Thailand will exempt most process oil-derived products from excise taxes later this year, according to government officials, but lube blenders will continue being taxed at the 5 baht (U.S. 14 cents) per liter rate introduced in January.
Since implementing excise taxes on most all products derived from petroleum oil - including base oils - earlier this year, while also raising other taxes, Thailand has brought in far more revenue than it expected. Ministry of Finance data in June showed that the countrys new excise tax accrued around 327 million baht in the first seven months of the year.
Excise Department Director General Somchai Poonsawat said in a January statement that the 5 baht per liter tax for jet oil, fuel, benzene and lubricants was established to promote fair trade and conserve the use of nonrenewable petroleum products.
However, recently a government official announced that a decision had been made to reel back the excise tax on some finished products derived from base oils such as synthetic rubbers, tires, candles, polishing and compounding finishes.
A spokesman of the office of the Prime Minister, Lieutenant General Sansern Kaewkamnerd, told local news reporters recently that a distinction in tax rates on products derived from base oil was necessary because base oils are used for vastly different purposes. Industrial materials - such as those derived from base oils categorized as process oils - should be exempt from the taxes levied on value-added products such as lubricants, he said. Furthermore, products manufactured with recycled oils should be exempt as well.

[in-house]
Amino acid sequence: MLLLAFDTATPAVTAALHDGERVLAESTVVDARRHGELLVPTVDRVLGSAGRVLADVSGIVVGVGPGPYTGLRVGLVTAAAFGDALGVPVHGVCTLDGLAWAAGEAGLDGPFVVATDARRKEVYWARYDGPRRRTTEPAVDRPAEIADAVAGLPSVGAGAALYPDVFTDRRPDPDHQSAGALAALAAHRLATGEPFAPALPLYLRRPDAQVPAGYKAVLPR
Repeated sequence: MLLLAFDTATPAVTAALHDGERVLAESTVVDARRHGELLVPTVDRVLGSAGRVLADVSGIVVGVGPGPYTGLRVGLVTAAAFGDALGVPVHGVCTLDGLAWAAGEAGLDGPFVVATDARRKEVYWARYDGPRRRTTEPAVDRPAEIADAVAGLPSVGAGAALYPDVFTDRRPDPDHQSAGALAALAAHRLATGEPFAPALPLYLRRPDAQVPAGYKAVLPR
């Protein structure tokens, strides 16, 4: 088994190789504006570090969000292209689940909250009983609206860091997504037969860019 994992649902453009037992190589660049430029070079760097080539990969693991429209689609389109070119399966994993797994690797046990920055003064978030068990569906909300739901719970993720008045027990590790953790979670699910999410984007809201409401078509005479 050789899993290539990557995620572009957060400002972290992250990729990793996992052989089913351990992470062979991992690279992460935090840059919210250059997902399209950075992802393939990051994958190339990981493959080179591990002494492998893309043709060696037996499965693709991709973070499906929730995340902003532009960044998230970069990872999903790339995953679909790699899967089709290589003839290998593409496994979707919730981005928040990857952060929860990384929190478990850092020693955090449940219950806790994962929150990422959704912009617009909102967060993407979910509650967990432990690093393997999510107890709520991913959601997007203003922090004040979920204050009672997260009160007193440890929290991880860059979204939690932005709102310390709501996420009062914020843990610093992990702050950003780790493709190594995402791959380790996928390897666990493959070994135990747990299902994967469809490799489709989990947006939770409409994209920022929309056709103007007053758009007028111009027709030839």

A spokesperson for the Excise Departments Legal Office, requesting anonymity, told a Lube Report Asia correspondent that the exemption change is currently being drafted for a September 17 adoption. However, he recommended that oil suppliers unsure about where their products fall under the new scheme send oil samples to the departments lab for testing. For example, he said, its unclear how transformer oils will be categorized.
Bangkok, Thailand-based correspondent Kate Torsuwan contributed to this report.